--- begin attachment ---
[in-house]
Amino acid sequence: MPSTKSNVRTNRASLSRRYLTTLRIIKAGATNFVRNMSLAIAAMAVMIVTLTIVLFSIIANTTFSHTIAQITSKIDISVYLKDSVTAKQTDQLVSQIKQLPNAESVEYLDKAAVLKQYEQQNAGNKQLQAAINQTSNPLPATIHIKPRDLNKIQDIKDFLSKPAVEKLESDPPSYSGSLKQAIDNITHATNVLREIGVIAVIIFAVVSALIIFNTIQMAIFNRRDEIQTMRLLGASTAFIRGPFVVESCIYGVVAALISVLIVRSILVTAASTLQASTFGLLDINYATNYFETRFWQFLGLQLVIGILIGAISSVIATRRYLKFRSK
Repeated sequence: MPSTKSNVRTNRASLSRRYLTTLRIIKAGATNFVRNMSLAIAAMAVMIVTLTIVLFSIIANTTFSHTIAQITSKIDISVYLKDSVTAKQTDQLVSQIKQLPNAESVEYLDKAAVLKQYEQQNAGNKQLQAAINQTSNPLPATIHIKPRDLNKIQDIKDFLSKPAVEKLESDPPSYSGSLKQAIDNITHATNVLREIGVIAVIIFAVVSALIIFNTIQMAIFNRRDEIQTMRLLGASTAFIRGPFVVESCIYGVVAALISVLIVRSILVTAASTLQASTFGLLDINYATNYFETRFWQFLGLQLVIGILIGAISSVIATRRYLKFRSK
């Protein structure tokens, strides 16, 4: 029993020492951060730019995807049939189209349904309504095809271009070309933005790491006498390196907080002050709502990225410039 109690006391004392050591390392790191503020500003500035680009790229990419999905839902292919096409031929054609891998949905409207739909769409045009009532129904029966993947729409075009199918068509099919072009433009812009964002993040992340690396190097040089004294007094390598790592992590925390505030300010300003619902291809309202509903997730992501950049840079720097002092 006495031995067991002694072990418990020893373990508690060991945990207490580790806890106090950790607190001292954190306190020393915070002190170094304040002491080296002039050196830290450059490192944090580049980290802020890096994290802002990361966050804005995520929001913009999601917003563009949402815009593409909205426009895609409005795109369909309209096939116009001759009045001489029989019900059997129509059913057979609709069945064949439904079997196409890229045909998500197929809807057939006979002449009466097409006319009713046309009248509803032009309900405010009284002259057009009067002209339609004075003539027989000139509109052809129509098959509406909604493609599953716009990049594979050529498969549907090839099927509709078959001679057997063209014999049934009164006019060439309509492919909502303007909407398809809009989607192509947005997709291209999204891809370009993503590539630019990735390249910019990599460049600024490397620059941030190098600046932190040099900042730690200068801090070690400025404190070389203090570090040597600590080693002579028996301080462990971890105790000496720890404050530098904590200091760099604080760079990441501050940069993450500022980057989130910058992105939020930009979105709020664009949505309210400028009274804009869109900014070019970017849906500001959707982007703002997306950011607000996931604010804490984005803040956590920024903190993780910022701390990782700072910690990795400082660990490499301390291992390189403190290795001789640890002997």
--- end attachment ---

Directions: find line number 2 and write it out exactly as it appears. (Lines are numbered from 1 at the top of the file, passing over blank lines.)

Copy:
Amino acid sequence: MPSTKSNVRTNRASLSRRYLTTLRIIKAGATNFVRNMSLAIAAMAVMIVTLTIVLFSIIANTTFSHTIAQITSKIDISVYLKDSVTAKQTDQLVSQIKQLPNAESVEYLDKAAVLKQYEQQNAGNKQLQAAINQTSNPLPATIHIKPRDLNKIQDIKDFLSKPAVEKLESDPPSYSGSLKQAIDNITHATNVLREIGVIAVIIFAVVSALIIFNTIQMAIFNRRDEIQTMRLLGASTAFIRGPFVVESCIYGVVAALISVLIVRSILVTAASTLQASTFGLLDINYATNYFETRFWQFLGLQLVIGILIGAISSVIATRRYLKFRSK